Financing the Future of Urban Parks and Recreation – 8 questions to ponder


by NRPA | Posted on March 6, 2012

Finance The FutureNRPA and the Urban Institute released a new report, “Financing the Future: The Critical Role of Parks in Urban and Metropolitan Infrastructure.”  The report, written by noted author, urban planner, and former mayor of Ventura, California, William Fulton, analyzes discussion from a roundtable held in Washington, DC in the fall of 2011 with national experts including park directors, mayors, and urban planners. 


The roundtable was with invited experts, but many NRPA members tuned in to the live-streamed webcast of the discussion.  The purpose of this event was to explore the role and impact of parks in America’s cities, counties and urban metropolitan areas as these traditional public services face ever greater financial constraints and the rapidly changing social landscape of contemporary America.

With eight in 10 Americans now making their home in metropolitan areas, urban parks have become a critical part of urban infrastructure.  However, the viability and sustainability of urban public parks and recreation resources are increasingly in question for those who need them the most.

The summary report succinctly outlines the discussion of the diverse group of experts from many disciplines including urban planning, tax policy, real estate health, education, and conservation who attended the roundtable.  The summary of their discussion regarding the needs of urban cities and counties points to future research and action steps to address critical funding issues facing urban parks.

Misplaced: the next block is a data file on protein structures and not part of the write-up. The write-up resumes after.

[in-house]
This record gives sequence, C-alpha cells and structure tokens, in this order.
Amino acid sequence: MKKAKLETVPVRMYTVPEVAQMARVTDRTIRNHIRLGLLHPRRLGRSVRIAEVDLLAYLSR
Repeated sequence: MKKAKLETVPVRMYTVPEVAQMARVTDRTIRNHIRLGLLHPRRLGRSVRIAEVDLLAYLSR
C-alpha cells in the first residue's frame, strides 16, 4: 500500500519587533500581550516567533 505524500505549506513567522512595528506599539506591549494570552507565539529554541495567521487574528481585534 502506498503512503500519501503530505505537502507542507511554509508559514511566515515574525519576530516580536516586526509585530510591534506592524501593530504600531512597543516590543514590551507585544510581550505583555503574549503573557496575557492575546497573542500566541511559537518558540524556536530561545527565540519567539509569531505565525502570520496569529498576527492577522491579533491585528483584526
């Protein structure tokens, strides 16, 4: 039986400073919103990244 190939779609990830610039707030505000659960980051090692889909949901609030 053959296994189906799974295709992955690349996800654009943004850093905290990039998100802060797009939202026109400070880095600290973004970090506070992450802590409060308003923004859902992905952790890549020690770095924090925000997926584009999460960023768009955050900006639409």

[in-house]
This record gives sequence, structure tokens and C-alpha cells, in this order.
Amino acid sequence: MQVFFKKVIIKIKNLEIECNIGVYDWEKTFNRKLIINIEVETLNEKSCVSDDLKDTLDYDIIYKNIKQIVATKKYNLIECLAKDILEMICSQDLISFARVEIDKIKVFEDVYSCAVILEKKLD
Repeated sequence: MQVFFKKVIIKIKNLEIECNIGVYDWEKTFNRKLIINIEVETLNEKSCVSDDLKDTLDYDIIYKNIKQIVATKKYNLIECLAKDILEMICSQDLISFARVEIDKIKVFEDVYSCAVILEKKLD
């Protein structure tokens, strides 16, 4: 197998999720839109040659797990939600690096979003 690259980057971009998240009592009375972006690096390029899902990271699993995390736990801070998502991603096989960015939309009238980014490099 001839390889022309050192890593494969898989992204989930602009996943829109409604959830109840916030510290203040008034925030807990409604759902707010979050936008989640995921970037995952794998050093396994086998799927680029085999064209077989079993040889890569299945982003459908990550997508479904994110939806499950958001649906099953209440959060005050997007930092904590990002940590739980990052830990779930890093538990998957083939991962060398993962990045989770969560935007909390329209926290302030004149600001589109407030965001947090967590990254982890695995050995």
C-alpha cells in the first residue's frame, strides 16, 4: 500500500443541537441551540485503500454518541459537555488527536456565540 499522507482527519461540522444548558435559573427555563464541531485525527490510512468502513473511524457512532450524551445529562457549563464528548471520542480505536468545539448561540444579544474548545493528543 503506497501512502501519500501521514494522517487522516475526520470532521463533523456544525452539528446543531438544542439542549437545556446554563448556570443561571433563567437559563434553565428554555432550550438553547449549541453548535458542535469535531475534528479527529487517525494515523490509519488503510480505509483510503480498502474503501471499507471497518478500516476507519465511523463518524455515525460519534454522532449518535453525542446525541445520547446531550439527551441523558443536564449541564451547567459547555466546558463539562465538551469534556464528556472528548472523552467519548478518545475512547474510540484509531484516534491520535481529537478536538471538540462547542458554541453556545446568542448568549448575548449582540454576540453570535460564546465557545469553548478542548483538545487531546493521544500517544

Eight questions are raised in the report under four major topical areas: Equity, Fiscal Viability, Impacts and Outcomes, and Partnerships:
  • What parks and recreation services should be offered for free?
  • How can equitable access to parks and recreation programs be maintained in times of fiscal constraint?
  • How can parks and recreation departments ensure short payback periods for “greening” of facilities?
  • How can outside funds be raised to support capital retrofits as well as ongoing maintenance and management?
  • What metrics should be used to measure success; how can park and recreation professionals shift to metrics focused on outcomes?
  • Can the value of parks and recreation as a “front-end investment” in public health and safety be quantified?
  • What is the appropriate role of corporate donations and/or corporate involvement?
  • Should parks and recreation departments play a role in building the stability of nonprofit organizations that are entrusted with programs? 

    NRPA is very interested to hear your opinions regarding these questions, and any other comments you might have on the report.  Do you agree these are the most important questions regarding issues related to long-term viability of funding for urban parks?  Do you have other suggestions for possible solutions for urban park funding or perhaps a successful approach you’ve implemented?  Please share your thoughts on the report and your thoughts on the most important issues facing urban parks today by leaving your comment below. 


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